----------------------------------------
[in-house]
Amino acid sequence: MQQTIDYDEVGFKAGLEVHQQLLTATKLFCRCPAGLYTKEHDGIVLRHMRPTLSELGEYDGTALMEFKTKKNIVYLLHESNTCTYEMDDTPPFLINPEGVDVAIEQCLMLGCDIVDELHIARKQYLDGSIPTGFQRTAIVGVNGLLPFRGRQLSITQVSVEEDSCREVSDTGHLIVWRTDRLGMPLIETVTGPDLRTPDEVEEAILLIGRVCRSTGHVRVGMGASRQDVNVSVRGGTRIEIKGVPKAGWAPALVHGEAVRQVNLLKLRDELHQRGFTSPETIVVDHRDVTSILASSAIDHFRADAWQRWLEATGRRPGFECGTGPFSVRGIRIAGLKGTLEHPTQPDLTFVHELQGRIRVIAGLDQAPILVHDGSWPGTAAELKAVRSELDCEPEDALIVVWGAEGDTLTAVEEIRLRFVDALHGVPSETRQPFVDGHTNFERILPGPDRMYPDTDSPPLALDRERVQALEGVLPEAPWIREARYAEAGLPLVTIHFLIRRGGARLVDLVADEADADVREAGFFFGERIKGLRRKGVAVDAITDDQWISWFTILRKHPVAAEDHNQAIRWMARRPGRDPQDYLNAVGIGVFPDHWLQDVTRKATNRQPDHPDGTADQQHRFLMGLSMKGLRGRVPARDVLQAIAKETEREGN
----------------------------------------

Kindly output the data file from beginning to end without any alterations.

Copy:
[in-house]
Amino acid sequence: MQQTIDYDEVGFKAGLEVHQQLLTATKLFCRCPAGLYTKEHDGIVLRHMRPTLSELGEYDGTALMEFKTKKNIVYLLHESNTCTYEMDDTPPFLINPEGVDVAIEQCLMLGCDIVDELHIARKQYLDGSIPTGFQRTAIVGVNGLLPFRGRQLSITQVSVEEDSCREVSDTGHLIVWRTDRLGMPLIETVTGPDLRTPDEVEEAILLIGRVCRSTGHVRVGMGASRQDVNVSVRGGTRIEIKGVPKAGWAPALVHGEAVRQVNLLKLRDELHQRGFTSPETIVVDHRDVTSILASSAIDHFRADAWQRWLEATGRRPGFECGTGPFSVRGIRIAGLKGTLEHPTQPDLTFVHELQGRIRVIAGLDQAPILVHDGSWPGTAAELKAVRSELDCEPEDALIVVWGAEGDTLTAVEEIRLRFVDALHGVPSETRQPFVDGHTNFERILPGPDRMYPDTDSPPLALDRERVQALEGVLPEAPWIREARYAEAGLPLVTIHFLIRRGGARLVDLVADEADADVREAGFFFGERIKGLRRKGVAVDAITDDQWISWFTILRKHPVAAEDHNQAIRWMARRPGRDPQDYLNAVGIGVFPDHWLQDVTRKATNRQPDHPDGTADQQHRFLMGLSMKGLRGRVPARDVLQAIAKETEREGN